Moving on to the subject of ZTE, which President Trump said he’d work to get ZTE “back into business” at the request of Chinese President Xi Jinping, Mnuchin said that “President Xi asked President Trump” to look into the situation at the Chinese telecoms giant, which isn’t a surprise, he said. Still, Mnuchin insisted that Trump wants us to be “very tough” on ZTE.
“The president wants us to be very tough on ZTE. And all he did was ask the secretary to look into this,” Mnuchin said, referring to Commerce Secretary Wilbur Ross.
Of course, while “no trade war with China” is the headline that the Trump administration wants investors to focus on, the real news is that there might not be a Nafta deal until next year as Mnuchin says we’re still “far apart” on Nafta.
Mnuchin added that Trump is more concerned with striking a good deal on Nafta than rushing something through this year.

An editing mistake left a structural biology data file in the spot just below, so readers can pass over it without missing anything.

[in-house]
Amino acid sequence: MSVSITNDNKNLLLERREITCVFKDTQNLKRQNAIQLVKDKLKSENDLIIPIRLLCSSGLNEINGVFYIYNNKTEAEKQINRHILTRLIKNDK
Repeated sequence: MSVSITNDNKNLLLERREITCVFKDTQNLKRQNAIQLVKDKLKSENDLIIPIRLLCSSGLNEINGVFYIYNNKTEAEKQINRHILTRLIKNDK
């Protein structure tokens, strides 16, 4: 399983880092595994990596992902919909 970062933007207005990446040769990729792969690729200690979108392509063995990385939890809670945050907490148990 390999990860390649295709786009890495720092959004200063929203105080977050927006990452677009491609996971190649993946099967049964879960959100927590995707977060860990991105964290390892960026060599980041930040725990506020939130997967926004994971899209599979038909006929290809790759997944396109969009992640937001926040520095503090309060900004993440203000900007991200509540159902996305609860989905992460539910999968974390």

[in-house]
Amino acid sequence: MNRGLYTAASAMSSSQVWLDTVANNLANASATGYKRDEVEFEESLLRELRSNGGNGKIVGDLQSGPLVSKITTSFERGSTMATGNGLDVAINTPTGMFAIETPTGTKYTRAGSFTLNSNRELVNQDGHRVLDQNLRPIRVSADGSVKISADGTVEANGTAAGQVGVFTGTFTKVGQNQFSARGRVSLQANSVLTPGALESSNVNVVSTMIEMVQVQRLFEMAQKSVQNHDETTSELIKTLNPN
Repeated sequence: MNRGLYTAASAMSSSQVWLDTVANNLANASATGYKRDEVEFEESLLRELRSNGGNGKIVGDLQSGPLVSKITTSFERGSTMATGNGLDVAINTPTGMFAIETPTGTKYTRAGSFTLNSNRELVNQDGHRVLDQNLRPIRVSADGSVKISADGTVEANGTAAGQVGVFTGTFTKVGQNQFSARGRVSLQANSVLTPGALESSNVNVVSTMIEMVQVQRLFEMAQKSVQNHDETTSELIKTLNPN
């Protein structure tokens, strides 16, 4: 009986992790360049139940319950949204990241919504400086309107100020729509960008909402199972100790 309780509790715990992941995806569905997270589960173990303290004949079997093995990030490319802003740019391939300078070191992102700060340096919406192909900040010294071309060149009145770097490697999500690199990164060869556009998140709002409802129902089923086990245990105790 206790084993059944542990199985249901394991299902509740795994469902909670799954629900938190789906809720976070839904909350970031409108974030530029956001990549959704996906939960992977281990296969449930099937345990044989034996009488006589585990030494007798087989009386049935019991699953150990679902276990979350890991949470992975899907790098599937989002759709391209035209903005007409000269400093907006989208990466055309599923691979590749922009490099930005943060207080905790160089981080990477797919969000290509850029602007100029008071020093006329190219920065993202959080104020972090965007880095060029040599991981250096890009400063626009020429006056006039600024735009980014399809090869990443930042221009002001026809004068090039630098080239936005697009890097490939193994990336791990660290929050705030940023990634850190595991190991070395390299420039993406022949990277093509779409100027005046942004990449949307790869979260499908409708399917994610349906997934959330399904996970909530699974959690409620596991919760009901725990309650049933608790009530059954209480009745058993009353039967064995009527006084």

“The president is more determined to have a good deal than he’s worried about any deadline…So, whether we pass it in this Congress or we pass it in the new Congress, the president is determined that we renegotiate NAFTA.”
Still, that doesn’t mean Trump won’t follow through on threats to withdraw from the pact or take other action, if he decides that’s the best option, Mnuchin indicated.
“He has all his alternatives. I’m just saying right now we’re focused on negotiating a good deal and we’re not focused on specific deadlines,” Mnuchin said.
“We’re still far apart, but we’re working every day to renegotiate this agreement.”
The Trump administration blew a Thursday deadline set by House Speaker Paul Ryan for finishing the agreement. Ryan had said the Office of the US Trade Representative would need to wrap up negotiations by May 17 in order for Congress to vote on it this year because of various statutorily mandated notification and consultation periods involved in the consideration of trade deals. However, Ryan later said there might be some “wiggle room”, hinting at a two-week extension of Congress’s Nafta deadline.